"I had a dream not long ago that was sort of like God said, ‘I will show you these things,’ and that we’d lost both grids on the East and West Coasts, and I saw trains coming in, packed, standing-room only, from both coasts, and they were just releasing them into Mark Twain and everywhere. Those people were then forming little camps—15, 20 people per camp. And I saw a colored boy and a white boy, youngsters, and they were talking. And the white boy is talking, and he says if you steal wood from any of those people, only take one piece, because if you take more than that they’ll miss it. 
100% no BS... The Bug Out Roll is My True Blue Survival Gear Organizer. It makes so much sense and the even weight Distribution inside my pack really makes hikes and training far more simple and manageable. Final thought.. Not having to fiddle around between pockets looking for my gear and just hang it/ identify tool/ and work. in seconds... It satisfies my OCD and Quality needs.
"I had a dream not long ago that was sort of like God said, ‘I will show you these things,’ and that we’d lost both grids on the East and West Coasts, and I saw trains coming in, packed, standing-room only, from both coasts, and they were just releasing them into Mark Twain and everywhere. Those people were then forming little camps—15, 20 people per camp. And I saw a colored boy and a white boy, youngsters, and they were talking. And the white boy is talking, and he says if you steal wood from any of those people, only take one piece, because if you take more than that they’ll miss it. 
The truck was owned by a group called the Zombie Squad, which was started in June of 2003 by a group of six American Red Cross volunteers trying to appeal to a younger demographic, Huddleston discovered. Today there are Zombie Squad chapters all over the country. They consult on Hollywood movies. And they run an online forum at zombiehunters.org to answer questions about everything from self-sufficient living to firearms.
It seemed important to know if this all-encompassing negativity was histrionic or appropriate — that is, if the hard-core Preppers I had met were crazy or were, in fact, on to something. Just before the show-and-tell, I came across a news report about Dr. Irwin Redlener, the director of the National Center for Disaster Preparedness at Columbia University, whom Gov. Andrew M. Cuomo had recently named to lead a commission investigating how ready the state was for another Hurricane Sandy-like emergency. I arranged an interview, figuring that he, if anyone, could answer my question.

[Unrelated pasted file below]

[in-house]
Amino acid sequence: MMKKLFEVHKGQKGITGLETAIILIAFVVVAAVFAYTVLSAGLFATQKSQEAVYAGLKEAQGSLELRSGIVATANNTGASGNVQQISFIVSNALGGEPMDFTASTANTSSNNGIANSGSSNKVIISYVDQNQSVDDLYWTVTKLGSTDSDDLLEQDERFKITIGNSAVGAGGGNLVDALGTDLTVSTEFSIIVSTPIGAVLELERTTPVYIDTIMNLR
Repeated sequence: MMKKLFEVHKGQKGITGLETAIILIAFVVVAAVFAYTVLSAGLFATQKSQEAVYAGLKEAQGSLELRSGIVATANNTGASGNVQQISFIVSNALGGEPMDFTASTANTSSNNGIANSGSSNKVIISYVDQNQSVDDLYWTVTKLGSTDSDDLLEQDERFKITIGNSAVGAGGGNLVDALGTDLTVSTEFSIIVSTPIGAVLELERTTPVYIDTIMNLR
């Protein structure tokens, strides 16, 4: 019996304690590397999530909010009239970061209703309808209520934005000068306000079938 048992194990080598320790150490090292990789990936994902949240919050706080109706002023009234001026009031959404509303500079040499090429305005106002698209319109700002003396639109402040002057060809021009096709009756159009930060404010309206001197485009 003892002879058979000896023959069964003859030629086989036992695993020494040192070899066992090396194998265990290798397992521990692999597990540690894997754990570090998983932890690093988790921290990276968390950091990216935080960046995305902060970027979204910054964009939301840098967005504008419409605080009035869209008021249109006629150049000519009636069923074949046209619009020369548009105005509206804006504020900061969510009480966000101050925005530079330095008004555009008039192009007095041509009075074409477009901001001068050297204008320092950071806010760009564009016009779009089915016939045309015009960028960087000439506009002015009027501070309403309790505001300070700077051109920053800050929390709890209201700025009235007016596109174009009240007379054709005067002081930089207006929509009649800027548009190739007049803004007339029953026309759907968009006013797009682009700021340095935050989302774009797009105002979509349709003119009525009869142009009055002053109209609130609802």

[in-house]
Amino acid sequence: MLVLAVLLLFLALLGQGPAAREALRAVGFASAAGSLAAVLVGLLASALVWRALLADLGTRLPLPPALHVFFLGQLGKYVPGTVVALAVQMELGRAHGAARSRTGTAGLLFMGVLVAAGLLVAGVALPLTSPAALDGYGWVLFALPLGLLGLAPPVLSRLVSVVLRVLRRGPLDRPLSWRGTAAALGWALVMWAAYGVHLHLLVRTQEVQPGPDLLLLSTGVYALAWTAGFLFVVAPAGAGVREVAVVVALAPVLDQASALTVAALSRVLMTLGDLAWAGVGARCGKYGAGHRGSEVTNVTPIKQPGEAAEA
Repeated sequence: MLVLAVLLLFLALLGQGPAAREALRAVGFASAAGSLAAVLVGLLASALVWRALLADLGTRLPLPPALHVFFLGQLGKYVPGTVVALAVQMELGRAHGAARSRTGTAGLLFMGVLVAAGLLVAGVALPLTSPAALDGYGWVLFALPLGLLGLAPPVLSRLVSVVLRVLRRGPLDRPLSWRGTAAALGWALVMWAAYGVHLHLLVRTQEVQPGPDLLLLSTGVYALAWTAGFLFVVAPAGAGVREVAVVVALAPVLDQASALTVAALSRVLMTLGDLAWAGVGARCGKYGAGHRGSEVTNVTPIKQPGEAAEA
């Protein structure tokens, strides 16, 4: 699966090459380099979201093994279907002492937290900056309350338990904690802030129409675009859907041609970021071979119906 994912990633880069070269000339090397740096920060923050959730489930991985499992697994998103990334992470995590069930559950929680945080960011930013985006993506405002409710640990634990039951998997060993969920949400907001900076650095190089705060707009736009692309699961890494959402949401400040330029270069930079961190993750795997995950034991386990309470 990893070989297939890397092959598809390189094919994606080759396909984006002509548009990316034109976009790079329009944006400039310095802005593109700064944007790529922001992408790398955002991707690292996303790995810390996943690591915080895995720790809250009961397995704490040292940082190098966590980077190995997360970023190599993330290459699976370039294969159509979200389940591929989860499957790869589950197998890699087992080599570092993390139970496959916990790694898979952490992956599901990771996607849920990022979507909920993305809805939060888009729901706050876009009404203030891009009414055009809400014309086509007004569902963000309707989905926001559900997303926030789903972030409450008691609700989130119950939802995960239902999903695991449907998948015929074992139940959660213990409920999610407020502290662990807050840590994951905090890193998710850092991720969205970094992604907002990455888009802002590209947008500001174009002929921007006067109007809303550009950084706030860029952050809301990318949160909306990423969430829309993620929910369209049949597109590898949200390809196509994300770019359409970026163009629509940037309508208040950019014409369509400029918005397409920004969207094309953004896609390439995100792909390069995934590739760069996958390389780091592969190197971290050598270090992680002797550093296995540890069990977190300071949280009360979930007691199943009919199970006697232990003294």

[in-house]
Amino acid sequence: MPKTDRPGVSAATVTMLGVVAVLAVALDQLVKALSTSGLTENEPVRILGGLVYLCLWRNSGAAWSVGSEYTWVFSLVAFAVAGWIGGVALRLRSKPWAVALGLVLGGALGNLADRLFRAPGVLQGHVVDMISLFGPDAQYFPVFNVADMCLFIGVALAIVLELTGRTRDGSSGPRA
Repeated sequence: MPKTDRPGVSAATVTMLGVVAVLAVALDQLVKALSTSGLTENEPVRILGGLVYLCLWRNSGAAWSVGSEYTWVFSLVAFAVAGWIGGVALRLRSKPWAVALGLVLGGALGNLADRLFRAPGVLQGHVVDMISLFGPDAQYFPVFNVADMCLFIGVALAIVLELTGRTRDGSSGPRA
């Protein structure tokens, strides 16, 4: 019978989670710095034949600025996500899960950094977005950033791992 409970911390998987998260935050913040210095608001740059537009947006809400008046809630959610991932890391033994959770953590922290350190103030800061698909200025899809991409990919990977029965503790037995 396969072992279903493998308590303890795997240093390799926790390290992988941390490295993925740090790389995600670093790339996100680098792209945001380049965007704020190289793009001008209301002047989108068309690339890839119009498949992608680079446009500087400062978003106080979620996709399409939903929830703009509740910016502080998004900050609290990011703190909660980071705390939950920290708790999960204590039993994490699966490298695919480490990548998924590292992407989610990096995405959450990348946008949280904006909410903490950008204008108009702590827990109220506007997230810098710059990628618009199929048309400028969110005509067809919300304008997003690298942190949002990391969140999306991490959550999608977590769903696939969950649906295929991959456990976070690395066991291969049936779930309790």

Say what you want about the "characters" involved in the various episodes, but the bottom line is this - are you prepared? Likewise, do you have any friends or colleagues who you have bounced ideas off to create and assemble your emergency reaction plan? Probably not, is my guess. On the other hand, with these videos, you can extract the good and bad, the essential and non-essential, and develop your own plan. The program presents 2-4 different groups of individuals in each episode with a different crisis focus. For example, some preppers focus on EMP (Electronic Magnetic Pulse) disasters, other focus on the results of an economy meltdown, others on natural and man-made disasters. In any case, the concept each prepper conveys is the Boy Scout motto of "Be Prepared". My thinking is that anyone who watches this series (at least this 1st season) will have a better chance to formulate their own ideas of whether making any emergency plans is worth their while. And if so, it's quite easy to filter through the sometimes odd personalities who've made the show what it is. Thing is, after an emergency, the issue of odd personalities will be a moot point. As they say, would you rather be six months too early or one-day too late in your emergency planing? My thinking is that everyone should analyze their own exposure to disaster (e.g., hurricanes, storm surges, tsunamis, nuclear radiation leakage, earthquakes, floods, and of course the darker concept of whether or not these United States of America will always be acceptably free and that our way of life will never be challenged). In any case, be prepared, patriots.